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As we mentioned yesterday, Namur was ridiculously quiet yesterday; today being Sunday we suspected it would be even more desolate… which, in fact, it was. Imagine our delight, therefore, when we actually found a small boulangerie (i.e. bakery) open at the stupidly early hour of 9:00am on a Sunday! Such joy! Keen to start the day energised we decided to forgo the customary croissant or pastry and instead ordered some eggs for breakfast to go with café-au-lait. They came soft boiled, which is fine, but what was not so fine was HOW soft boiled they were. It was like trying to eat egg-flavoured snot! Not recommended. Next time we ask for them to be hard boiled – cook ‘em ‘til they’re rock hard I say! Anything to avoid a repeat of that that runny, eggy disaster. Still, we were fed and caffeinated, so the day could begin…

 

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A short 30 minute train ride* later and we were in Dinant. The sun was shining, it was a balmy 22C (i.e. virtually unheard of good weather for Belgium), families were out strolling along the river front, and right there in front of us stood the Dinant Citadel and the stunning Cathedrale de Notre Dame.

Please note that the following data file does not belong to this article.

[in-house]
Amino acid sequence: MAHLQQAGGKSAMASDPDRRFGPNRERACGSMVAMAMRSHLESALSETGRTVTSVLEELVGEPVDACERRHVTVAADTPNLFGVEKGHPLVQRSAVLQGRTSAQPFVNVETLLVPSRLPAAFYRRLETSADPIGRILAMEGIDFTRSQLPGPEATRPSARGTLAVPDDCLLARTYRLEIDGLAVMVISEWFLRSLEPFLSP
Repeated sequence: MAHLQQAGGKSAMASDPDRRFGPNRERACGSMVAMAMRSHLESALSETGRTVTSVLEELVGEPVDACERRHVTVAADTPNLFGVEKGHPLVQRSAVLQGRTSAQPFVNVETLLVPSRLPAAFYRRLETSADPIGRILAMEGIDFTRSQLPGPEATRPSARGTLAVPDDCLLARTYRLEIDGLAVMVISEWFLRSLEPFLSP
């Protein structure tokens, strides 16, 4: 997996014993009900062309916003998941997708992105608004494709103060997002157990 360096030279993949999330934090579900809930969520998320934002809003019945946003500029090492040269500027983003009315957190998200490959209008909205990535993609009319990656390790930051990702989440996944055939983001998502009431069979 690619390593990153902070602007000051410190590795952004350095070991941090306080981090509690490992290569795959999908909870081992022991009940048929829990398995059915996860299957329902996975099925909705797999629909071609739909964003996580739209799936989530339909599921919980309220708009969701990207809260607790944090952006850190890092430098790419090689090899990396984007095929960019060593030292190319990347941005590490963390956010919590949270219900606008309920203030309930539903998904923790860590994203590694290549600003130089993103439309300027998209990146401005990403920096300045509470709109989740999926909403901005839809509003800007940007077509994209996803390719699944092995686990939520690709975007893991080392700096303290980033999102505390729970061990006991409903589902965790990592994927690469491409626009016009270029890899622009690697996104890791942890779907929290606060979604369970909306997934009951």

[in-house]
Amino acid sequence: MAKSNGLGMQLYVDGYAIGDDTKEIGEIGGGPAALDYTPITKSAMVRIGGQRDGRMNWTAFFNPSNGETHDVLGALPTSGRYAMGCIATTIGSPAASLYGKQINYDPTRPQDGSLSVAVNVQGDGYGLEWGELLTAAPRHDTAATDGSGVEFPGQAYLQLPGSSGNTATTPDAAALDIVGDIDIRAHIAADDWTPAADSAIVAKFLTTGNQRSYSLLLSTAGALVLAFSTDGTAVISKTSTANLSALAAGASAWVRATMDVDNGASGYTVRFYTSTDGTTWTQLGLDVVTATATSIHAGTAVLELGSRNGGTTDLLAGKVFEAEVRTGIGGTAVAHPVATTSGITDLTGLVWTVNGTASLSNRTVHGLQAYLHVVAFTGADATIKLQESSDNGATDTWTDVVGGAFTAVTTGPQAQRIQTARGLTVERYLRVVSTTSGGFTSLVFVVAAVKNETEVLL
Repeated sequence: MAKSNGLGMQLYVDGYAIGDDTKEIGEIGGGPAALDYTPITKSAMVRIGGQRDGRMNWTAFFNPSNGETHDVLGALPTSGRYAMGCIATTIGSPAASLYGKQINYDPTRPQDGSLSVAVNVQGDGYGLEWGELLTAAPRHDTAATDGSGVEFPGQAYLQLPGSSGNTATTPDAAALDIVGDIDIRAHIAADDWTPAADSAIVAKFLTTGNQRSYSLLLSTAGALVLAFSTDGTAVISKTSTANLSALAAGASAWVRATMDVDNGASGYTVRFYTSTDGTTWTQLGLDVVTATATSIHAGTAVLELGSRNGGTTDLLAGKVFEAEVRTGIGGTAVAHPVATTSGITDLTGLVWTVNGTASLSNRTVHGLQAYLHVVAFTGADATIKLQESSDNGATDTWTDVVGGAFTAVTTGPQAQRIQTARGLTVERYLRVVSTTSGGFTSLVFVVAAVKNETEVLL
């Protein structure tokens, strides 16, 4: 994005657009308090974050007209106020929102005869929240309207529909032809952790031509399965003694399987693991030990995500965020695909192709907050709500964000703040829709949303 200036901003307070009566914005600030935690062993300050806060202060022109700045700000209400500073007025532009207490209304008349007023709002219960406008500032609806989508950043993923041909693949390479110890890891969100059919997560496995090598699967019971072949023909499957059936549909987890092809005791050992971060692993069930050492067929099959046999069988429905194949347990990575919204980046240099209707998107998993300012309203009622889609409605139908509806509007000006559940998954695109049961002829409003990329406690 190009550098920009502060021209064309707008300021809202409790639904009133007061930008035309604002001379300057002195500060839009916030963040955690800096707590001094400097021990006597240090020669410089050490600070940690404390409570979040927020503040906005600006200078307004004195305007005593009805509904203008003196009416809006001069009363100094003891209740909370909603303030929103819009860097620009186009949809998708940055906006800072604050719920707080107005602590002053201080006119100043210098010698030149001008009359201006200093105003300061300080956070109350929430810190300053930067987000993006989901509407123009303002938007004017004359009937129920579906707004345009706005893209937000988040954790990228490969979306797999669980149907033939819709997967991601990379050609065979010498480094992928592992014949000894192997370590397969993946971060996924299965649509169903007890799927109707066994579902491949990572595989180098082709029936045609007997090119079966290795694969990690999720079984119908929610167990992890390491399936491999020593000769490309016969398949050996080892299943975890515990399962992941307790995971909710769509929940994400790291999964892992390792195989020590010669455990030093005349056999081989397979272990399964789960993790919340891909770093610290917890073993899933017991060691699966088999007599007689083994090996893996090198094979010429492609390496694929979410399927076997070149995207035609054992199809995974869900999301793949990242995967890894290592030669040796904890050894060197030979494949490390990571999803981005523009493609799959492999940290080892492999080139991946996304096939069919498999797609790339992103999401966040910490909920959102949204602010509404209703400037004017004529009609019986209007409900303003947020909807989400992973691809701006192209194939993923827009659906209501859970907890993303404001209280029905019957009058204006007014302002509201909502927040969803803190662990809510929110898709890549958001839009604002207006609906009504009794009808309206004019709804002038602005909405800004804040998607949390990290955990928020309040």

*Have we mentioned how much we love the extensive train network in Europe? Awesome! Public transport is scant, slow, and generally useless in Aus, so it’s a bit of a novelty for us when we’re in places (e.g. Japan, and pretty much everywhere in Europe) where the public transport networks are so extensive and (generally) work so well.

 

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Dinant is positioned in the Upper Meuse valley, on a narrow strip of land between the river and the Condroz Plateau where its Citadel sits. The valley around the town is rich due to the alluvial soils deposited there by the River Meuse, and the strategic advantage afforded by the high cliffs behind the town meant that the Dinant area was already populated in Celtic and Roman times. In fact, the name Dinant comes from the Celtic “div nant”, meaning “Luminous Gorge”.